Muskogee Phoenix (OK); January 24, 2010
More former military personnel may be entitled to benefits after the list of medical conditions related to exposure to Agent Orange in Vietnam was expanded.
Used in Vietnam to defoliate trees and remove concealment for the enemy, Agent Orange left a legacy of suffering and disability that continues to the present, a news release from the Department of Veterans Affairs states. Between January 1965 and April 1970, an estimated 2.6 million military personnel who served in Vietnam were potentially exposed to sprayed Agent Orange.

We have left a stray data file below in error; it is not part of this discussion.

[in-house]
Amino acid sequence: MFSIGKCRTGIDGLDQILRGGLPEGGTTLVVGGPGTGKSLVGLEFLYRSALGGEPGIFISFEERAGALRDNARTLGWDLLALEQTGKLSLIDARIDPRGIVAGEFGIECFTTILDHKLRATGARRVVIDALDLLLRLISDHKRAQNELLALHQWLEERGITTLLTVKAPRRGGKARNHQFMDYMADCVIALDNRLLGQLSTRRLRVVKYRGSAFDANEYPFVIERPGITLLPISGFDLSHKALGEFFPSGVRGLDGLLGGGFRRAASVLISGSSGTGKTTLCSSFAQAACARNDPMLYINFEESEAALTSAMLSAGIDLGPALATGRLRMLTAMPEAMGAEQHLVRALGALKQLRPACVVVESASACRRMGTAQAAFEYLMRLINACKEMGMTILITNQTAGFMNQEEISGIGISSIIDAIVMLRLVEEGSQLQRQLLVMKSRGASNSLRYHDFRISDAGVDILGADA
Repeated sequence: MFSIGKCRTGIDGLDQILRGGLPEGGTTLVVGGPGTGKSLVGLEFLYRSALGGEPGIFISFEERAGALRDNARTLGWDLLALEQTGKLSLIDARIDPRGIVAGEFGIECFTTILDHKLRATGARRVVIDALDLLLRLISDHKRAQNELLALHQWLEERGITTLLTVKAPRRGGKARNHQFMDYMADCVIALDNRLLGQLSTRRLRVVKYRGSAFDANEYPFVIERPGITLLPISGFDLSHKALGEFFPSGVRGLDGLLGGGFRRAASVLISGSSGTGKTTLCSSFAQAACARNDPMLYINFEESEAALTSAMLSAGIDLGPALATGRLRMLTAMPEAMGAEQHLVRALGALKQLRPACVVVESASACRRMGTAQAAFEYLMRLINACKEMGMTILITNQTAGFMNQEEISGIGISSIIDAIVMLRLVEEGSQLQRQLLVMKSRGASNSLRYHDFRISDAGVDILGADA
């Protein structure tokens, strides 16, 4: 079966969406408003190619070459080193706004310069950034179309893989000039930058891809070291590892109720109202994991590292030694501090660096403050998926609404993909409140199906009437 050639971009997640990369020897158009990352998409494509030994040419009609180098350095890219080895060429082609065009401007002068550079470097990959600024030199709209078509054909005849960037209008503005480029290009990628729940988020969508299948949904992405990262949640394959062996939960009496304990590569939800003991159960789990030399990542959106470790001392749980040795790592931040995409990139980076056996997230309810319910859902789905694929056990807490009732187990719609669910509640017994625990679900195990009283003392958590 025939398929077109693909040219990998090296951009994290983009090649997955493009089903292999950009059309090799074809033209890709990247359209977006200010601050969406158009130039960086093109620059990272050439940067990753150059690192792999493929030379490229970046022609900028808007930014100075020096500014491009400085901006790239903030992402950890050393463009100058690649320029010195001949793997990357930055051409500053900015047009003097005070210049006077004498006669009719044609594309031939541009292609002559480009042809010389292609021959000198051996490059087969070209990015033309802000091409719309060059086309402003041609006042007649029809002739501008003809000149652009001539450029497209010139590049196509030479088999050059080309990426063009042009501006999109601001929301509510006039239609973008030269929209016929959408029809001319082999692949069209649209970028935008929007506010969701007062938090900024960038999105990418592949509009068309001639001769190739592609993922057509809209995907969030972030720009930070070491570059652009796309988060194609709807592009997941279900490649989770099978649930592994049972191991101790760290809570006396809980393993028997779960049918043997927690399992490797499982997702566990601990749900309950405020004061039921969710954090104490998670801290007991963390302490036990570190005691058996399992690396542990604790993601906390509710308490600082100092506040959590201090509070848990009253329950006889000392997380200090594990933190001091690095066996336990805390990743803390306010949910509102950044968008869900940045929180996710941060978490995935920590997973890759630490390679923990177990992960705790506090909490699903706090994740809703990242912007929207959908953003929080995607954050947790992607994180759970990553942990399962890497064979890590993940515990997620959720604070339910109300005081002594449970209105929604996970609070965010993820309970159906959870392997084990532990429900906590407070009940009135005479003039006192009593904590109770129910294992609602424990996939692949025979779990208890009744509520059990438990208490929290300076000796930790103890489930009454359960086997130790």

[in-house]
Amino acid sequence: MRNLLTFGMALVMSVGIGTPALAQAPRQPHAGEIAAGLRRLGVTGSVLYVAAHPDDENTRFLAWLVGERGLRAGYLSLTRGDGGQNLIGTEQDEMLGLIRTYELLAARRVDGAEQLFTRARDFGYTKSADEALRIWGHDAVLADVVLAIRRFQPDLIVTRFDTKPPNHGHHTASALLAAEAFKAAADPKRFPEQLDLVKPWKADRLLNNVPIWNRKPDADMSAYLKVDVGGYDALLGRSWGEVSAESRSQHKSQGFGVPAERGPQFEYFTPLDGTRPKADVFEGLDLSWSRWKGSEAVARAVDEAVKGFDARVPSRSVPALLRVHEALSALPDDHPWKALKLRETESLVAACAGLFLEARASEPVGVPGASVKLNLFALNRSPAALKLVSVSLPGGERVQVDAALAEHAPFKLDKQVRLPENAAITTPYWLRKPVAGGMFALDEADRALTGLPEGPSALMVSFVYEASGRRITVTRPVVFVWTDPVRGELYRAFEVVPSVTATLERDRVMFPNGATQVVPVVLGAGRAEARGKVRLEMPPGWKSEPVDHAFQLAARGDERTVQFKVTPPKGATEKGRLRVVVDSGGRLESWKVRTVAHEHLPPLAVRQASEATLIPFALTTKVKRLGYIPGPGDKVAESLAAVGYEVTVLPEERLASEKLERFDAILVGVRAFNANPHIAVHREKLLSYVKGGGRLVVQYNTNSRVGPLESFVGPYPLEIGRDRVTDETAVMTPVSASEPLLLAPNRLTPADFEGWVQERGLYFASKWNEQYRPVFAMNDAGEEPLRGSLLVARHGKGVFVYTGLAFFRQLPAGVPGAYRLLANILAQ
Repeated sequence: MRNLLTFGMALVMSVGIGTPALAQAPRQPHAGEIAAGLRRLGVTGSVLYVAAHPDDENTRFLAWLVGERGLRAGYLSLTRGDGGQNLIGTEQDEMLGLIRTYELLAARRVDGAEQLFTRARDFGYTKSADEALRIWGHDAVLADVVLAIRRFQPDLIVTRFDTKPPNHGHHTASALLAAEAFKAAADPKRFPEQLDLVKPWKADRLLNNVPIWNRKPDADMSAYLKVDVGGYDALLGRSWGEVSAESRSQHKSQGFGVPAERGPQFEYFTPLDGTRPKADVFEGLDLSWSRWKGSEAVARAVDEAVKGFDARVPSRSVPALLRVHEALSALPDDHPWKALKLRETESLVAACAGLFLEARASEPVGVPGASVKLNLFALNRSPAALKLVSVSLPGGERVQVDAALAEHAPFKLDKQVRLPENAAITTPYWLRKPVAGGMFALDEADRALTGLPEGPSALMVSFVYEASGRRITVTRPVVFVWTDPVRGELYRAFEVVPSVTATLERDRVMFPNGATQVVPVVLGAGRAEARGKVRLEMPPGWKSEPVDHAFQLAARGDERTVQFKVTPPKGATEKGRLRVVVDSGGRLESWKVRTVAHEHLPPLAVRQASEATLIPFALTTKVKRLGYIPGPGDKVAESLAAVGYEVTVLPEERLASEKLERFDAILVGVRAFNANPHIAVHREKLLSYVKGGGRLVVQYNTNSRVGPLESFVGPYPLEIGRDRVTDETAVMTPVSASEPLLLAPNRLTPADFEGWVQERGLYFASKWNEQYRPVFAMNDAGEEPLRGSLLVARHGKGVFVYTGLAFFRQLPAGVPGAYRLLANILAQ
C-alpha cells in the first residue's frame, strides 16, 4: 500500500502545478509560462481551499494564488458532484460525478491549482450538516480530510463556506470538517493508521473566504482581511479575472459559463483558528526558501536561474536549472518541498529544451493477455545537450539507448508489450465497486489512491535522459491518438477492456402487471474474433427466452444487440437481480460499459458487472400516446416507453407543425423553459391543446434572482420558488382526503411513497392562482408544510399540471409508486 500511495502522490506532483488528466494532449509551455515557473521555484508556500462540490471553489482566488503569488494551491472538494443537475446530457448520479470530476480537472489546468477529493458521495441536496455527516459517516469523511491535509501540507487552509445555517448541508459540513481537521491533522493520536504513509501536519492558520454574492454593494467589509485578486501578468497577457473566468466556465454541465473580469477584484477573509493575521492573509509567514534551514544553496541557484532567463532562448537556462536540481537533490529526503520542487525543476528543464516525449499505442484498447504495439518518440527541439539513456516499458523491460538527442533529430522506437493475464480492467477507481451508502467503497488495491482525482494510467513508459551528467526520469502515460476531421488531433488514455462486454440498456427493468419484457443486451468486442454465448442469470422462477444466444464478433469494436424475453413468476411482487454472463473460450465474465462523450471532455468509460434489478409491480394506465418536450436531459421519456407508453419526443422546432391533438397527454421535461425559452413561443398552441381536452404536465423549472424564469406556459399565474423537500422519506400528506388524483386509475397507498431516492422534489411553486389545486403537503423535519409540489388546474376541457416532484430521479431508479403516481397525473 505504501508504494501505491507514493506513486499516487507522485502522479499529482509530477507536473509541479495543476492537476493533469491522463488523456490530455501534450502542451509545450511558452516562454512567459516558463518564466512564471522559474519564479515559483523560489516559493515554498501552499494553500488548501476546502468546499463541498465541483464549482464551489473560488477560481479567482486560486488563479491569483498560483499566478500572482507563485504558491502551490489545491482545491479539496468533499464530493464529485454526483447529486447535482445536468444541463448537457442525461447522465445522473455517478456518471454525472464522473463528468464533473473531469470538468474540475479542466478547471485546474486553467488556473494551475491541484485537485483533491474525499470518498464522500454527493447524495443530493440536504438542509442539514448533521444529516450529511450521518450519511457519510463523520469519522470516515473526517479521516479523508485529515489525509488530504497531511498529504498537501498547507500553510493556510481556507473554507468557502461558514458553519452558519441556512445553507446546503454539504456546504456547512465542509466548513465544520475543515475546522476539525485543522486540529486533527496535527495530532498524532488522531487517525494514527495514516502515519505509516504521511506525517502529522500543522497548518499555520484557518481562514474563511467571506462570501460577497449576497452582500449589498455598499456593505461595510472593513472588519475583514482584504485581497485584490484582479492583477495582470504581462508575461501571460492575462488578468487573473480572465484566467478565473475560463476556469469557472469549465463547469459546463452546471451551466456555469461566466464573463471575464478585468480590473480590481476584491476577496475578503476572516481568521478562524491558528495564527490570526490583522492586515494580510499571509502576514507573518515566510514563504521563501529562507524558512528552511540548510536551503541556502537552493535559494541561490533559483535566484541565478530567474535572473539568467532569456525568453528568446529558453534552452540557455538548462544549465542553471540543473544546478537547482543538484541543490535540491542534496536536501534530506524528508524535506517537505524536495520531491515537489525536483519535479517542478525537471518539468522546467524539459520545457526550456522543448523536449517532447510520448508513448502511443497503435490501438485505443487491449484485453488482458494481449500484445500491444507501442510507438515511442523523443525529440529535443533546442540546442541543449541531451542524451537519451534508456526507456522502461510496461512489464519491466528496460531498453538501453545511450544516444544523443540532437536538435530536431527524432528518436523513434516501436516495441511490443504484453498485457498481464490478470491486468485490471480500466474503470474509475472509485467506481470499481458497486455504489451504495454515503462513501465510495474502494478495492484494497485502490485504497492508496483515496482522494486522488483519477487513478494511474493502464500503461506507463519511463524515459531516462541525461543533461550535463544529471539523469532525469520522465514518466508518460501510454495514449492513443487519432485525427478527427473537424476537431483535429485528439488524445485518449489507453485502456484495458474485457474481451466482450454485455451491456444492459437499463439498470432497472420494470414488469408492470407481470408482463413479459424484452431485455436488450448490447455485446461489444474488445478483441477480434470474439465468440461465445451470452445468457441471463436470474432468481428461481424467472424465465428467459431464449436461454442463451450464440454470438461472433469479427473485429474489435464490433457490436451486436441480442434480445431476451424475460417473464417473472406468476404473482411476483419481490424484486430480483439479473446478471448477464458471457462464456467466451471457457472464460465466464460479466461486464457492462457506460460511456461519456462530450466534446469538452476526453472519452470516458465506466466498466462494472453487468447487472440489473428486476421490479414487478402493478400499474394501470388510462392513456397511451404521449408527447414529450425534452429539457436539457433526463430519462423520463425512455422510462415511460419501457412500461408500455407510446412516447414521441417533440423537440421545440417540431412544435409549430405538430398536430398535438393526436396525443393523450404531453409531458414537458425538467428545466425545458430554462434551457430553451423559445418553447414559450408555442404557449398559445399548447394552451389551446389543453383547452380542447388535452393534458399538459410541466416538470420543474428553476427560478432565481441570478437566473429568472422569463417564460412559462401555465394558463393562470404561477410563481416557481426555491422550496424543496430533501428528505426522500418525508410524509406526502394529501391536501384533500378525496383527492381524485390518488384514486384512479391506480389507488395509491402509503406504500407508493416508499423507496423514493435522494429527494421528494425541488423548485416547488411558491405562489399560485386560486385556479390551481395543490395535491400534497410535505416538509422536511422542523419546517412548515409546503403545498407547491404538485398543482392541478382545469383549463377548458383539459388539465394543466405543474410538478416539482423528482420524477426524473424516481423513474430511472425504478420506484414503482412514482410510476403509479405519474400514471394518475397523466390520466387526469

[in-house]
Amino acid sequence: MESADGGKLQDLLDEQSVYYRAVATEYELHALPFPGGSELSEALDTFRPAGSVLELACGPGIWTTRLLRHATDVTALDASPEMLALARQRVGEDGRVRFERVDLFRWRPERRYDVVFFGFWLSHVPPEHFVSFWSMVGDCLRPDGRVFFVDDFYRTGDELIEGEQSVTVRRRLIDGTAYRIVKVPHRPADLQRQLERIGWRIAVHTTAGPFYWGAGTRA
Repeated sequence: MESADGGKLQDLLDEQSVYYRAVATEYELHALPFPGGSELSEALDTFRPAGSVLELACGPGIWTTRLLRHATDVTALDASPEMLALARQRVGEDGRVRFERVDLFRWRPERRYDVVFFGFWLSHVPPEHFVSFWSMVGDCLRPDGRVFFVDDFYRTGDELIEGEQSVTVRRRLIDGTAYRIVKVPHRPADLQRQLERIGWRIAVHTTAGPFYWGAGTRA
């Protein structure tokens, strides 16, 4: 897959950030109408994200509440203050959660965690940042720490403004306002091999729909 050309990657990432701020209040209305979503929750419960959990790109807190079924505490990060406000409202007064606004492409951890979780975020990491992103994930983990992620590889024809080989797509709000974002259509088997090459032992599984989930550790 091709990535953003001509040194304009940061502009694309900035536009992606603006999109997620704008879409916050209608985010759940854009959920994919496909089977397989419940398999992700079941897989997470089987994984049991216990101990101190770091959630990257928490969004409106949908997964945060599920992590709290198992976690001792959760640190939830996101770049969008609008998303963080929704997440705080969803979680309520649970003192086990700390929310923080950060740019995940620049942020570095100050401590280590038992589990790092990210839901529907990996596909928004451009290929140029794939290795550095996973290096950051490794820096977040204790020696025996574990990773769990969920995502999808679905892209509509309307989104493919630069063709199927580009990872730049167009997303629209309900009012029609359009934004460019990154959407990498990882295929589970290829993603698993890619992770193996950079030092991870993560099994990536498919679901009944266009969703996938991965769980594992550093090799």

The government recently added three more conditions: B cell leukemia, ischemic heart disease and Parkinson's disease to its list of conditions recognized as being related to Agent Orange.
Diseases associated with Agent Orange
Veterans may be eligible for disability compensation and health care benefits for several conditions now associated with exposure to Agent Orange or other herbicides. The list of conditions recently has been expanded to include:
--B cell leukemia.
--Ischemic heart disease.
--Chronic Lymphocytic Leukemia.
--Diabetes Mellitus (Type 2).
--Porphyria Cutanea Tarda.
--Acute and Subacute Transient Peripheral Neuropathy
--Soft Tissue Sarcoma (other than Osteosarcoma, Chondrosarcoma, Kaposi's sarcoma, or Mesothelioma).